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Eur J Clin Nutr. 2018 Jun 19. doi: 10.1038/s41430-018-0187-x. [Epub ahead of print]

Chocolate milk for recovery from exercise: a systematic review and meta-analysis of controlled clinical trials.

Author information

1
Nutrition and Food Security Research Center, Shahid Sadoughi University of Medical Sciences, Yazd, Iran.
2
Department of Nutrition, School of Public Health, Shahid Sadoughi University of Medical Sciences, Yazd, Iran.
3
Food Security research Center, Isfahan University of Medical Sciences, Isfahan, Iran.
4
Department of Community Nutrition, School of Nutrition and Food Science, Isfahan University of Medical Sciences, Isfahan, Iran.
5
Faculty of Pure & Applied Science, School of Nutrition and Dietetics, Acadia University, Wolfville, NS, Canada.
6
Department of Physical Education, Faculty of Education, Brandon University, Brandon, MB, Canada.
7
Nutrition and Food Security Research Center, Shahid Sadoughi University of Medical Sciences, Yazd, Iran. abargouei@ssu.ac.ir.
8
Department of Nutrition, School of Public Health, Shahid Sadoughi University of Medical Sciences, Yazd, Iran. abargouei@ssu.ac.ir.

Abstract

BACKGROUND/OBJECTIVES:

Chocolate milk (CM) contains carbohydrates, proteins, and fat, as well as water and electrolytes, which may be ideal for post-exercise recovery. We systematically reviewed the evidence regarding the efficacy of CM compared to either water or other "sport drinks" on post-exercise recovery markers.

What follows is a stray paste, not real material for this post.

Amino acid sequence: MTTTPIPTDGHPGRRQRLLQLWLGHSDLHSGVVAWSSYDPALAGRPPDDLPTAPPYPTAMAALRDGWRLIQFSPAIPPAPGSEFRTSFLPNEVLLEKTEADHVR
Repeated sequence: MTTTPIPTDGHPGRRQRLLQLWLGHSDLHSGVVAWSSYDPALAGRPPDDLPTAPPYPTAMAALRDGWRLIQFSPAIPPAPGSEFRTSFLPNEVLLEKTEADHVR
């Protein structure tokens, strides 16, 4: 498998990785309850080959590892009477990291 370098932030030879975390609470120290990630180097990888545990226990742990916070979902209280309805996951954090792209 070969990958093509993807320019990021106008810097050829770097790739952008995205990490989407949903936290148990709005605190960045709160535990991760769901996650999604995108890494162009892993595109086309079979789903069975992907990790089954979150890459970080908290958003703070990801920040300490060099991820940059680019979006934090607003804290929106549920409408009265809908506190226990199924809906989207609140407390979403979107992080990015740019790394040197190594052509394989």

SUBJECTS/METHODS:

PubMed, Scopus, and Google scholar were explored up to April 2017 for controlled trials investigating the effect of CM on markers of recovery in trained athletes.

RESULTS:

Twelve studies were included in the systematic review (2, 9, and 1 with high, fair and low quality, respectively) and 11 had extractable data on at least one performance/recovery marker [7 on ratings of perceived exertion (RPE), 6 on time to exhaustion (TTE) and heart rate (HR), 4 on serum lactate, and serum creatine kinase (CK)]. The meta-analyses revealed that CM consumption had no effect on TTE, RPE, HR, serum lactate, and CK (P > 0.05) compared to placebo or other sport drinks. Subgroup analysis revealed that TTE significantly increases after consumption of CM compared to placebo [mean difference (MD) = 0.78 min, 95% confidence interval (CI): 0.27, 1.29, P = 0.003] and carbohydrate, protein, and fat-containing beverages (MD = 6.13 min, 95% CI: 0.11, 12.15, P = 0.046). Furthermore, a significant attenuation on serum lactate was observed when CM was compared with placebo (MD = -1.2 mmol/L, 95% CI: -2.06,-0.34, P = 0.006).

CONCLUSION:

CM provides either similar or superior results when compared to placebo or other recovery drinks. Overall, the evidence is limited and high-quality clinical trials with more well-controlled methodology and larger sample sizes are warranted.

PMID:
29921963
DOI:
10.1038/s41430-018-0187-x

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